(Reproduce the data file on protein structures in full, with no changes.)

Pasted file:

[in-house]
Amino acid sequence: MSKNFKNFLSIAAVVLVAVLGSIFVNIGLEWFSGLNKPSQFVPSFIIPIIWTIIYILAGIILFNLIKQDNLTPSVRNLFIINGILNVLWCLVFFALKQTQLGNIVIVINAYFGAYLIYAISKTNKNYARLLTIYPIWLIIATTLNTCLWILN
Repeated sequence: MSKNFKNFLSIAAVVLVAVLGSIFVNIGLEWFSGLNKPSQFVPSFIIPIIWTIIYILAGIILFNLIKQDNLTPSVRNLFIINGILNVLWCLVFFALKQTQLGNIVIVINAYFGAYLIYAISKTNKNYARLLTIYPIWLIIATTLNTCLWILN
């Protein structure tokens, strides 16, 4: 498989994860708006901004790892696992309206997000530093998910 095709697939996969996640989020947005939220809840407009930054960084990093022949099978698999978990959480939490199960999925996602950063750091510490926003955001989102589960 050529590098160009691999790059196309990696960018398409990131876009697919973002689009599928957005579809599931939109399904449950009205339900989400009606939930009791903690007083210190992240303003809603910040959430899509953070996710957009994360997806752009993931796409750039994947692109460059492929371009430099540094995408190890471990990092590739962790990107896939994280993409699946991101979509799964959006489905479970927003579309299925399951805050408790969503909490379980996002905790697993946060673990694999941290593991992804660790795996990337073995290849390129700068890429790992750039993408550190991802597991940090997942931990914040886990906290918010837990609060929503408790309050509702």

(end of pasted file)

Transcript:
[in-house]
Amino acid sequence: MSKNFKNFLSIAAVVLVAVLGSIFVNIGLEWFSGLNKPSQFVPSFIIPIIWTIIYILAGIILFNLIKQDNLTPSVRNLFIINGILNVLWCLVFFALKQTQLGNIVIVINAYFGAYLIYAISKTNKNYARLLTIYPIWLIIATTLNTCLWILN
Repeated sequence: MSKNFKNFLSIAAVVLVAVLGSIFVNIGLEWFSGLNKPSQFVPSFIIPIIWTIIYILAGIILFNLIKQDNLTPSVRNLFIINGILNVLWCLVFFALKQTQLGNIVIVINAYFGAYLIYAISKTNKNYARLLTIYPIWLIIATTLNTCLWILN
């Protein structure tokens, strides 16, 4: 498989994860708006901004790892696992309206997000530093998910 095709697939996969996640989020947005939220809840407009930054960084990093022949099978698999978990959480939490199960999925996602950063750091510490926003955001989102589960 050529590098160009691999790059196309990696960018398409990131876009697919973002689009599928957005579809599931939109399904449950009205339900989400009606939930009791903690007083210190992240303003809603910040959430899509953070996710957009994360997806752009993931796409750039994947692109460059492929371009430099540094995408190890471990990092590739962790990107896939994280993409699946991101979509799964959006489905479970927003579309299925399951805050408790969503909490379980996002905790697993946060673990694999941290593991992804660790795996990337073995290849390129700068890429790992750039993408550190991802597991940090997942931990914040886990906290918010837990609060929503408790309050509702």